While there is a “science” to managing conflict effectively, one can also see that there’s an “art” to it as well. Certainly every situation is different, and no amount of experience in this area guarantees your efforts will be free from setbacks. Resolving conflict effectively requires the best efforts of both parties—and God’s help as well. For this reason, each step should be pursued prayerfully and with a humble spirit.
1. Prepare yourself
Before you engage confrontation of any kind, take time to evaluate your own emotions and attitudes. While we can benefit from understanding the hurts and insecurities the other individual may be facing, we are not immune from such realities either. Many leaders have created large problems for themselves by not taking time to evaluate their own insecurities and past hurts.
Preparing yourself starts by exploring your emotions with questions like, “How do I feel about this person?” and “What has this situation caused me to feel about myself?” if we allow ourselves to be blind to the baggage we may be bringing into the situation, we will likely also be blind-sided by the result.
2. Meet together
After time of self-evaluation and preparation, meet with the individual as soon as possible. Remember that delay can allow conflict to grow into its deeper stages so don’t put off the need to meet together.
On occasion, the other party may not be ready for such a meeting. They may not want to speak to you. In such cases, clearly communicate your desire to meet when they are ready, and reiterate that desire consistently. Help them understand that allowing the conflict to linger isn’t healthy for either of you, your relationship, and the ministry you both serve or are involved in.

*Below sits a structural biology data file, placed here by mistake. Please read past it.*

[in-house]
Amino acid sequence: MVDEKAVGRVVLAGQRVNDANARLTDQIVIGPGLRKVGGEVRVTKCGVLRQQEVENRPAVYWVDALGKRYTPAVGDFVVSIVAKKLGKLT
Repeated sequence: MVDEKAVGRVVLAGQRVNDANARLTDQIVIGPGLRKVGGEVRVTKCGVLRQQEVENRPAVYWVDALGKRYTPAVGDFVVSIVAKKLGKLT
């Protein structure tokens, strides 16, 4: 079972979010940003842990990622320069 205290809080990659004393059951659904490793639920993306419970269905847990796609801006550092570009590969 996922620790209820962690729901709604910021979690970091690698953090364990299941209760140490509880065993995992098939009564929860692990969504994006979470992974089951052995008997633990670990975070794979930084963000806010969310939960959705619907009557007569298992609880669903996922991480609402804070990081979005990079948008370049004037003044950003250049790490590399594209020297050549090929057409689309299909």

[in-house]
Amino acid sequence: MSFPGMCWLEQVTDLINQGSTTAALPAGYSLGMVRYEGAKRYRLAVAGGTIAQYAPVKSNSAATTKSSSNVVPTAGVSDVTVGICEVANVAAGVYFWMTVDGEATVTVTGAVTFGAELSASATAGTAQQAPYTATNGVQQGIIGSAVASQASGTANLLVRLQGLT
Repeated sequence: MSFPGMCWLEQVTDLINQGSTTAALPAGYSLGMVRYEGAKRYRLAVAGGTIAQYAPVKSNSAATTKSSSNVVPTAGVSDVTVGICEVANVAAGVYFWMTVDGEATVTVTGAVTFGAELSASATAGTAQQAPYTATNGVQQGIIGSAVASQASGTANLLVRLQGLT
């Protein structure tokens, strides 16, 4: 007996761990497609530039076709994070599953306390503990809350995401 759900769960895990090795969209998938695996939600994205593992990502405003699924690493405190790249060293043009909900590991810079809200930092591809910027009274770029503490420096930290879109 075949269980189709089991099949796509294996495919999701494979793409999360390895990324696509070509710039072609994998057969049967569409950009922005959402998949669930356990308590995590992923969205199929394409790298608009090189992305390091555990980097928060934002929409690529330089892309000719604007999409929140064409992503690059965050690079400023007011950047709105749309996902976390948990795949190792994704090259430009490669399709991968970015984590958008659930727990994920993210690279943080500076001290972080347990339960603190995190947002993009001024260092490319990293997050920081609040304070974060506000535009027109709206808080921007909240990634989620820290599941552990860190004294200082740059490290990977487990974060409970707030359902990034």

Don’t allow other people to handle your conflicts and don’t “gunny sack” them (stuff them inside your heart and allow them to continue growing over time). Deal with issues directly and in a timely manner. This habit will also teach others to do the same, as many people have unhealthy habits for dealing with other conflicts in their own lives.
3. Outline the issue
When you meet, describe your perception of the issue and allow the other party to do the same. You may discover that your conflict is primarily contained in a different view of what happened.
Take responsibility for your own feelings. Avoid judgment words like “You made me feel” or other ways of disassociating responsibility. When you take appropriate responsibility for your attitudes and actions, you encourage the other individual to do the same.
4. Encourage response
Once you have clearly communicated your view of the situation and your “terms” for resolution, give the other individual the opportunity to do the same. Be a good listener. Don’t be content with “saying your piece” and then ending the conversation. Good conflict resolution often requires careful and deliberate conversation.
If the other individual isn’t communicating their feelings or contributing to the discussion, reiterate the importance of resolution, both to you and to others who are affected by your conflict. Be patient but be determined to work things out.
5. Speak the truth with love and gentleness
When the other individual has failed in some way, identify the issue clearly, but without condemnation. Speaking in love means putting resolution and relationship ahead of victory. If you are harsh, you may discover that it’s possible to be right and still lose a relationship.
6. Write the action to be taken
In many cases, providing a written summary of the resolution can be helpful, particularly if one or both parties have agreed to take certain steps in that resolution. Certainly not every conflict requires a written understanding, but leaders should consider this option in settings where it can further cement their agreed upon action and behavior.
All Scripture quotations, unless otherwise indicated, are taken from the HOLY BIBLE, NEW INTERNATIONAL VERSION®, NIV®. COPYRIGHT ©1973, 1978, 1984 BY INTERNATIONAL BIBLE SOCIETY®.
“Managing Conflict” is published by the National Women’s Department at www.women.ag.org. ©2020. Permission to reproduce is limited to personal use or within a teaching setting. All other forms of use are prohibited.